Tesla Inc. late Wednesday posted a wider-than-expected first-quarter adjusted loss and missed revenue forecasts, but Wall Street zeroed in on some of the promises that company executives made during their call with analysts, including that the car maker would be profitable again this year.


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 said it lost $702 million, or $4.10 a share, in the first quarter, compared with a GAAP loss of $4.19 a share in the year-ago period. Adjusted for one-time items, Tesla said it lost $494 million, or $2.90 a share, compared with a loss of $3.35 a share a year ago.

Revenue reached $4.5 billion, compared with $3.4 billion a year ago.

Analysts polled by FactSet had expected an adjusted loss of $1.15 a share on sales of $5.4 billion for the quarter. The per-share loss forecast had widened in recent days, and comes after Tesla reported third- and fourth-quarter GAAP and adjusted profits.

The stock wavered between gains and losses in the extended session Wednesday after ending the regular trading day down 2%. It was recently 0.3% higher after hours.

“I’m not surprised to see the stock flattish after the release because expectations were so low heading into it, with the stock down more than 22% year to date,” said Garrett Nelson, an analyst with CFRA.

“This has always been a hope stock, and it appears that (Chief Executive Elon) Musk has provided enough hope with the potential of the Autopilot technology, possible upside to sales guidance and introduction of an insurance product for the stock to tread water in the aftermath of the release,” he said.

Tesla ended the quarter with $2.2 billion in cash, $1.5 billion less than in the end of 2018, thanks to a $920 convertible-bond payment and an increase in the number of vehicles in transit to customers at the end of the first quarter, the company said in a letter to shareholders.

After tweaking prices on its vehicles, Tesla lost a net $121 million loss because of increases in the forecast return rates for cars sold under its residual value guarantee and buyback guarantee programs, “as well as inventory write-downs for used and service loaner inventory,” the company said in the letter.

Tesla also lost $67 million thanks to a combination of restructuring costs and other nonrecurring charges, it said. Tesla has announced layoffs for this year as it expects to close some underperforming stores and has shifted sales to online-only.

At the call with analysts, Musk said that more than half of Tesla’s first-quarter deliveries occurred in the last 10 days of the quarter, making it for “the most difficult logistics I have ever seen, and I’ve seen some tough ones.”

As a result, large number of vehicle deliveries were shifted to the second quarter, affecting the first quarter’s net income as Tesla “could not get the vehicles to customers in time,” Musk said. Tesla is working on balancing out its overseas and North American deliveries, which will put much less strain on Tesla, result in a much better delivery experience for customers, and have a “very positive” effect on the company’s working capital, Musk said.

Tesla could return to making a profit by the third quarter, Chief Financial Officer Zachary Kirkhorn said on the call. Tesla’s vehicle-price adjustments put pressure on margins, which will still be felt in the second quarter, he said.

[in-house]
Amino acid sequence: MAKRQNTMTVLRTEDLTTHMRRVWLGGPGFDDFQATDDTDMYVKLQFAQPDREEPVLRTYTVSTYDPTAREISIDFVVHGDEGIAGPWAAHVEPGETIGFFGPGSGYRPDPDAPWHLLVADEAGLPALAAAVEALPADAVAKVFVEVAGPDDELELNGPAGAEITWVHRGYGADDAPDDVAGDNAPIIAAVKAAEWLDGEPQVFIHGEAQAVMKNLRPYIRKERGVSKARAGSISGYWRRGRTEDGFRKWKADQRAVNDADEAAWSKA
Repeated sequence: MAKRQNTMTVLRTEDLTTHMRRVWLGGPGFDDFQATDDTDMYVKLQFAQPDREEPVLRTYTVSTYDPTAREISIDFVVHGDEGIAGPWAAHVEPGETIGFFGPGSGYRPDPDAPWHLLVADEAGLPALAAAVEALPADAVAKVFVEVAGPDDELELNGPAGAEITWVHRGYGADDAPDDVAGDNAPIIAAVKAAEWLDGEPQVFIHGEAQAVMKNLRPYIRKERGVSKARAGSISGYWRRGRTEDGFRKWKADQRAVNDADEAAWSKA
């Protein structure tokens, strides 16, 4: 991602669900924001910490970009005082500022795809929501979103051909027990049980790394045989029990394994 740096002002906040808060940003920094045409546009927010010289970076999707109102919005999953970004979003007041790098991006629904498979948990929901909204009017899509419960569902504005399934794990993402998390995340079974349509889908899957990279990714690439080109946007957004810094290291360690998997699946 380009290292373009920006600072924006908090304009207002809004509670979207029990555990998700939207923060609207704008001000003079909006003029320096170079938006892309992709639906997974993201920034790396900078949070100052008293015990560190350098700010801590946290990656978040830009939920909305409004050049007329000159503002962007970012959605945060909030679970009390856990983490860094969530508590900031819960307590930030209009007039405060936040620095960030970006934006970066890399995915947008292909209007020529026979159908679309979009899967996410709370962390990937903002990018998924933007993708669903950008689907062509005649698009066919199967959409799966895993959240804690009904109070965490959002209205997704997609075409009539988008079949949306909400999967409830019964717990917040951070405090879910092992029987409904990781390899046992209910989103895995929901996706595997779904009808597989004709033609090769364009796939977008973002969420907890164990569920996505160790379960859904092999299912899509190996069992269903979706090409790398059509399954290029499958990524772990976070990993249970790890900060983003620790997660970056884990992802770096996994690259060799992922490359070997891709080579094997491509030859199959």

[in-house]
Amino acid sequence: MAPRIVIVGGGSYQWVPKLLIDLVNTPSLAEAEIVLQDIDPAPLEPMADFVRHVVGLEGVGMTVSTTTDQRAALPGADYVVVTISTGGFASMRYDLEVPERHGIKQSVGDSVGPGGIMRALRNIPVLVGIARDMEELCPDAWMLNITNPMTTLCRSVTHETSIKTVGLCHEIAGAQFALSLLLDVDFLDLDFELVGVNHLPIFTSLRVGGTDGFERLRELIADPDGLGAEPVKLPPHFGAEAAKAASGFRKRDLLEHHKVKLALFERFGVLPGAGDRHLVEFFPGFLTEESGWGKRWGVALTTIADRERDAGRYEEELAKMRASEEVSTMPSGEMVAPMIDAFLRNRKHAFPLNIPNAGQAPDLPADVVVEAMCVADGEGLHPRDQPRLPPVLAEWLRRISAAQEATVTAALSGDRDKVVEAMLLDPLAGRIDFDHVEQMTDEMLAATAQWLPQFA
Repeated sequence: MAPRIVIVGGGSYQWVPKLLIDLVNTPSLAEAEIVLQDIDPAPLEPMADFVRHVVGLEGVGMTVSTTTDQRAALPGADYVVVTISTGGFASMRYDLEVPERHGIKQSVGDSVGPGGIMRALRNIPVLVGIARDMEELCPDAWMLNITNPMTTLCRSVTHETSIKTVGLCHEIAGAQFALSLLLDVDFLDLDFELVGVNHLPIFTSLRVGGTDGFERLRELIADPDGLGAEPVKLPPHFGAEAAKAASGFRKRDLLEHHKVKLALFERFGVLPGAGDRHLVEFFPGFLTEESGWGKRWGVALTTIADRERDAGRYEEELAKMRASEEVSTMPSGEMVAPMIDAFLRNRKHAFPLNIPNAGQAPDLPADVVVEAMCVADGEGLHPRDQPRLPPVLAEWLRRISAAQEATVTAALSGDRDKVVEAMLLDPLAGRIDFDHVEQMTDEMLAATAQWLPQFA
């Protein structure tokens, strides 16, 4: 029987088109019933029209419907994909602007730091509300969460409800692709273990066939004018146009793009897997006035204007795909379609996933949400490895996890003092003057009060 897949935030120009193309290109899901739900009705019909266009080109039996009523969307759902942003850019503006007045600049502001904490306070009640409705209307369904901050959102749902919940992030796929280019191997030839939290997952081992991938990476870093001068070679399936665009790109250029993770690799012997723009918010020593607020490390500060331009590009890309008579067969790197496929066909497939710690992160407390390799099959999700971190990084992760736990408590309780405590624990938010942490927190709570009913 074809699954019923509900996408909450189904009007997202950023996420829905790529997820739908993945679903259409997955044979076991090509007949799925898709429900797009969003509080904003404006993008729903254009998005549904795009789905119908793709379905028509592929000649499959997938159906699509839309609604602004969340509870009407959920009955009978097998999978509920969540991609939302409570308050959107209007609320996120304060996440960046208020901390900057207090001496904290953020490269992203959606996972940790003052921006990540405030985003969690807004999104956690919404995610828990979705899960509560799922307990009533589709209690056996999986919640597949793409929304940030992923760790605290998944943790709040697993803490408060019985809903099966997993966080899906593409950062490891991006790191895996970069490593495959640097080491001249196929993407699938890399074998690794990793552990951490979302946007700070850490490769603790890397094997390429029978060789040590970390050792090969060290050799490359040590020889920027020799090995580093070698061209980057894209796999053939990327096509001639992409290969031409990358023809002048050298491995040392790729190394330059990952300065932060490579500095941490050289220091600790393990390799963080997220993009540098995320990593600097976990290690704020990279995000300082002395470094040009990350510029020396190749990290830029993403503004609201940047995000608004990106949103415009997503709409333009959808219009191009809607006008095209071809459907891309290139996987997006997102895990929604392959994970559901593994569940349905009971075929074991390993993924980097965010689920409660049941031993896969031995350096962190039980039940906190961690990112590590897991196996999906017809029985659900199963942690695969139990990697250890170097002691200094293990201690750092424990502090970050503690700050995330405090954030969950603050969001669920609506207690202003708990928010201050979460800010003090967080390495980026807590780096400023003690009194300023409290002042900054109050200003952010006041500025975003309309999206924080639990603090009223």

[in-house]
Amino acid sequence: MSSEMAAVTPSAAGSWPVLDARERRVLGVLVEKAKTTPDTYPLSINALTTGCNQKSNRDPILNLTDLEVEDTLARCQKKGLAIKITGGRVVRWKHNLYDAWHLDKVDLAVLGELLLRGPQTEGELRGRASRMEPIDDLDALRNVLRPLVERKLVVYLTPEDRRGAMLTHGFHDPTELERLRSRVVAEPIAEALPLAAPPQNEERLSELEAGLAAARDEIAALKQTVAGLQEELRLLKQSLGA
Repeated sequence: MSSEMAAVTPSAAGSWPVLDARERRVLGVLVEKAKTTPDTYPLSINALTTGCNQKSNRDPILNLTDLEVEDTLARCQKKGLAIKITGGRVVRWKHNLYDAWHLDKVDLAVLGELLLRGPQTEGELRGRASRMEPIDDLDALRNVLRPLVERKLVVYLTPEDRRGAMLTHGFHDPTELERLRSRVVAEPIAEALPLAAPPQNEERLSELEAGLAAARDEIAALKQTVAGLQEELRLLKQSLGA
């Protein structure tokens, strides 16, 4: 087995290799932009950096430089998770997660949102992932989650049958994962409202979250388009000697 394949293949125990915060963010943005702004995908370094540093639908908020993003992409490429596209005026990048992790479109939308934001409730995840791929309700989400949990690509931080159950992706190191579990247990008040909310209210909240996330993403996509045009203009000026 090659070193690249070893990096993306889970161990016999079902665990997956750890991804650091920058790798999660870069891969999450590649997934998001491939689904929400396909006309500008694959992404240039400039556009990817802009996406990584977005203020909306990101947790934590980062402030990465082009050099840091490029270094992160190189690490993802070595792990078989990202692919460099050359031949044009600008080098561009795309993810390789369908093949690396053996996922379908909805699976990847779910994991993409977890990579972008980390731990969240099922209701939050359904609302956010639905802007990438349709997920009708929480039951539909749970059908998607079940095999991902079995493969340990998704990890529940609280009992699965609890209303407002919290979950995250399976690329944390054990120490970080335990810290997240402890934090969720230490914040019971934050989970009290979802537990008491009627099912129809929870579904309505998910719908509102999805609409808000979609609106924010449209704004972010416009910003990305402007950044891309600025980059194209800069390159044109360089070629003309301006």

Tesla is “working extremely hard and making terrific progress on improving the cost efficiency of the business without sacrificing growth,” Kirkhorn said.

Musk had said last month that Tesla was likely to return to profits in the second quarter of the year.

In the call, Musk also clarified that Tesla will continue to have stores and even open new locations, but it would close stores with low foot traffic. Customers will still order vehicles only online, with stores “essentially information centers,” where people would buy Tesla merchandise, test-drive cars, and get more information about the vehicles, Musk said.

Musk also said that Tesla is still deciding where to build the Model Y, the compact SUV it unveiled earlier this year. It’s a “tough call” between California and Nevada, he said, either at Tesla’s Fremont, Calif., factory or at its battery factory outside of Reno, Nev.

Tesla expects to reach a final decision very soon, and in the meantime all tooling and equipment for the Model Y are being ordered and the question of where to build it is not expected to delay production, he said.

The company expects to introduce an insurance product in about a month, Musk said, in order to take into account Autopilot, Tesla’s suite of advanced driver-assistance systems.

Tesla reaffirmed its prior outlook of delivering 360,000 to 400,000 vehicles this year, and said that vehicle production would be “significantly higher” than deliveries. It said it continues to target a 25% non-GAAP gross margin on Model S, Model X and Model 3 vehicles.

For the second quarter, the company guided for delivery of 90,000 to 100,000 vehicles.

Tesla’s first-quarter report came two days after the company held an investor day dedicated to its driverless-car efforts.

See also: Tesla unveils ‘best in the world’ chip for self-driving cars, promises robo-taxi fleet

Tesla unveiled a computer designed in-house for autonomous driving, and Musk vowed to have a fleet of “robotaxis” as early as next year in some locations, pending regulations.

Read more: Wall Street analysts are mostly skeptical of Tesla’s robo-taxi plans

Tesla shares have lost around 9% in the past 12 months, versus gains of more than 11% for the S&P 500 index

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